Cast Iron Ribeye modified with french fries and fried egg.
Hadn't hung out with Christine and Chef Mike for some time, so we made a date so they could try out Woodberry Kitchen. I was late getting out of The Spro so they had started off without me. Mike and Christine are adventurous eaters and are up for anything. In other words, my kind of people.
It was one of those nights where you seem to know everyone in the place. Beyond the Woodberry crew, there's Guti (pronounced goo-tee, as in Gutierrez) sitting at the Captain's Table with his entourage, Juan Manuel and Michelle are to the left and there's Tamara with her Scandinavian boyfriend (whom I always seem to run into when he's just about to winter back home in Europe). The Kitchen is getting a strangely family kind of feeling and you'll never know who you're going to run into.
Anyway to make a long story short, I finally got to try the Indian Summer Flatbread. Tasty. Sweet. Me likey. But what I was really looking forward to was the modified ribeye. Juan Manuel had come by The Spro earlier and we were chatting about menu options and how nice it would be to have the ribeye with french fries and topped with a fried egg instead of the potato gratin - and that's the way I had it. Just right with a little bit of yolk to act as a sauce. Nice.
Of course, Mike is similar to me in that a meal isn't complete without some rice. What better way to compliment the ribeye than with an order of the Bacon & Egg Fried Rice?
Monday, November 05, 2007
Finally got around to roasting the samples from Royal yesterday and cupped them today. The problem with cupping at The Spro is that I'm continually serving customers, which means that cupping five samples took all day long. It took awhile, but I got through them. Unfortunately, I did not find any of the coffees to be compelling. Nothing to get excited over. Nothing that I'm rushing out to purchase. Some were nice. Some were not. None of them were horrible, though. Some just were "meh" - kinda nothing on the palate.
It seems like this sourcing and roasting thing is going to take a long, long time.
Juan Manuel happened to be at The Spro today so I invited him to join in the cupping. Not too long after, my old friend and business partner, Sam Holmes stopped by with his son Michael to return some books and joined in the cupping. At first, I didn't think Michael was interested but at one point he just walked up, took a sniff and laid down some science. Descriptions such as "sweet potato," "metallic," "boiled potatoes" and more poured from his lips. And he was right. Quite impressive to see this young man working the cupping spoon along with the rest of us and, hopefully, a good omen for the appreciation of coffee.
Had some extra time this morning and decided that I would go out and have a proper breakfast. A couple places came to mind in Baltimore but I wanted to stay in Towson, so I hit the pavement to see what I could find.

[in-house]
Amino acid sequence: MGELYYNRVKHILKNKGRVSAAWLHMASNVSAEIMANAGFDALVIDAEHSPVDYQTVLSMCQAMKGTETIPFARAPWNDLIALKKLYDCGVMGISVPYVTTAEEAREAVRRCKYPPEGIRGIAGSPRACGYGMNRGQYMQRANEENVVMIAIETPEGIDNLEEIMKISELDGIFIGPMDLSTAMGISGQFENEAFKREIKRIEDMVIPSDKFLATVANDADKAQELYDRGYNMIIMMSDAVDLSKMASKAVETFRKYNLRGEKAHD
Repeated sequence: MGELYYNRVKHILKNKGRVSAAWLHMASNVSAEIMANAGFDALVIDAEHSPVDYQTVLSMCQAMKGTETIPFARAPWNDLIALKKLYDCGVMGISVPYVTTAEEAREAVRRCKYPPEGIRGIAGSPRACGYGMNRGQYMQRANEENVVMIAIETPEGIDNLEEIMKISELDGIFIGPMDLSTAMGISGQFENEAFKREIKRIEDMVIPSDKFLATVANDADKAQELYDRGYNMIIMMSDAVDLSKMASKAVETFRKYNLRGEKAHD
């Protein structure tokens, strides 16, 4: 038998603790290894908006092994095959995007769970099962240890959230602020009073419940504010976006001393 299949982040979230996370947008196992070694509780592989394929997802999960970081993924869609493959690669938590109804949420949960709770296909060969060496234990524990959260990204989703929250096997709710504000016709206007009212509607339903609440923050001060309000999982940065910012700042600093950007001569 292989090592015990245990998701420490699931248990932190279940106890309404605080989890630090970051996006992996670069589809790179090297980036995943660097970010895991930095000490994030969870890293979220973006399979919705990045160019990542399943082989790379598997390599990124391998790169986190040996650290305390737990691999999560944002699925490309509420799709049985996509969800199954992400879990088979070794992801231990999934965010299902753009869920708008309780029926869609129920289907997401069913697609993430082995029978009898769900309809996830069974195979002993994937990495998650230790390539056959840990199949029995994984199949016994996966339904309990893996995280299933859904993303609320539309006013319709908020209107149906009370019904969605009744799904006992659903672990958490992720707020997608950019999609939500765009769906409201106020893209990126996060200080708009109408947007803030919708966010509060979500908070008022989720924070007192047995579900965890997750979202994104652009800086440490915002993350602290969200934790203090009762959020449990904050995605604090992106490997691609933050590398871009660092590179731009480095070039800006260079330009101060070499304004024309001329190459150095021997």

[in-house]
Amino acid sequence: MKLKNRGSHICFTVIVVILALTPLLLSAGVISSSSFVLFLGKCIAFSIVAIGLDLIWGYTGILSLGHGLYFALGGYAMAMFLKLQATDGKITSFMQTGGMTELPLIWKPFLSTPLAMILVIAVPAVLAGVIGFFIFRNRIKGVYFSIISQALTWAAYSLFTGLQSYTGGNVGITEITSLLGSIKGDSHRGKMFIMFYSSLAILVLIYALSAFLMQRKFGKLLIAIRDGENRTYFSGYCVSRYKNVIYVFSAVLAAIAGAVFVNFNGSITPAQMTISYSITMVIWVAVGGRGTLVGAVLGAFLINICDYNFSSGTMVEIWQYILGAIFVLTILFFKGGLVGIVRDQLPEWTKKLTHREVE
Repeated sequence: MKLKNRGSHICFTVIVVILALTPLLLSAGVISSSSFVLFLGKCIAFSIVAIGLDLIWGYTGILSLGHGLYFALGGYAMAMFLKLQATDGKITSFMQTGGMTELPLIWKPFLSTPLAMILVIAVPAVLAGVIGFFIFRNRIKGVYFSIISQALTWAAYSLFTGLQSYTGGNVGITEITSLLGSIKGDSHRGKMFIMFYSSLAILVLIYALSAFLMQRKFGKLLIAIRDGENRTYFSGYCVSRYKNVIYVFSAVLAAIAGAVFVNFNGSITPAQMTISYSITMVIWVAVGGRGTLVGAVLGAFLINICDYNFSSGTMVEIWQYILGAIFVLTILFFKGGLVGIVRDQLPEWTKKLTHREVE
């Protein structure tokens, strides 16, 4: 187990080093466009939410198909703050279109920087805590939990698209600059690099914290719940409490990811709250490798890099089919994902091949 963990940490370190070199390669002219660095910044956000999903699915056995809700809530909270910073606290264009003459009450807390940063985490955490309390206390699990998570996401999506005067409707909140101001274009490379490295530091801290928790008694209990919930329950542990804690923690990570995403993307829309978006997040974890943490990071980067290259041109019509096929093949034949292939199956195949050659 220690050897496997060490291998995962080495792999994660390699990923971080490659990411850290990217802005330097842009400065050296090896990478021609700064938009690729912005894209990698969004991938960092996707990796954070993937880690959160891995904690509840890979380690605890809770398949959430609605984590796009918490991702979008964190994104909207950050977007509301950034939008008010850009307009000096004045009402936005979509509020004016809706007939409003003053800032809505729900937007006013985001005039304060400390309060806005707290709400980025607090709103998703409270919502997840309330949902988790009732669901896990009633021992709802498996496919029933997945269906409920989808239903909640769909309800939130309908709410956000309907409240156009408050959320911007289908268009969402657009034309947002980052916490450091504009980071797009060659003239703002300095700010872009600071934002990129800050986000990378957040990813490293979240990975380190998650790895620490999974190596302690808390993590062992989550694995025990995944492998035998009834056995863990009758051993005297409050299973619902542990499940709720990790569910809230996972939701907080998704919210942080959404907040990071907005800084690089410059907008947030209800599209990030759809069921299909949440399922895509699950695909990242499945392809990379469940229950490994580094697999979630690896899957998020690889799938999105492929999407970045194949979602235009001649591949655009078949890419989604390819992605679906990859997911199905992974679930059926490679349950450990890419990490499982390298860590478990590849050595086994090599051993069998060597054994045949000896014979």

My first stop was at a local bakery cafe. As many of you know, coffee in the "real world" is quite disappointing, so I grabbed a cup of the house blend from The Spro before heading out to accompany my meal. I've eaten here before and wanted to give them another try. Looking over their menu, I decided to go with their French Toast. Would have liked to have some meat or eggs but the price would have doubled and I decided to pass.
The French Toast had some promising ideas: baguette, sliced almonds. Nice thoughts but the execution was flat. The bread was too thick so the egg didn't penetrate, leaving a doughy interior that was just unpleasant. Unlike Hawaiian Bread which is soft and fluffy on the inside (not to mention sweet), a baguette is tougher and less forgiving. The almonds added a nice crunch but that was the highlight of the dish. It wasn't "good", but certainly it wasn't "bad" - it was uninspired. Flat. Boring. Ho-hum. I left completely unsatisfied and regretting my choice.
As I wandered the streets of Towson, I decided to visit Zia's Cafe. The owner had stopped by The Spro a few times and she seemed pleasant enough but I hadn't had the time for a proper visit.
Zia's is a cute, brightly colored cafe that specializes in organic foodstuffs, coffee and fruit drinks. Since I'm always wary of coffee no matter where I visit, I orderd a fruit smoothie and picked up a beef empanada that they heated for me.
The smoothie was nice, pleasant, thick, smooth and tasty without being overtly sweet. A bit of tang, a bit of sweet, it was quite enjoyable. The empanada was like many of the "organic" and "vegan" stuff I've tried - not bad, just slightly weird. Since it was beef, it was decidedly un-vegan. The stuffing was tasty and nicely done but I found the shell to be on the dry side with an odd, unfamiliar texture. When you've grown up eating Filipino-style empanadas with their rich shell or the Mexican style with the crispy corn masa, then this shell really is something different. Not bad, just different than what I'm used to and in need of a good spoonful of lard.
Certainly, there must be a way to make manteca "healthy"!
Zia's was a pleasant time. An enjoyable time. A moment to sit quietly and enjoy the food. And a redemption of my morning after that French Toast debacle.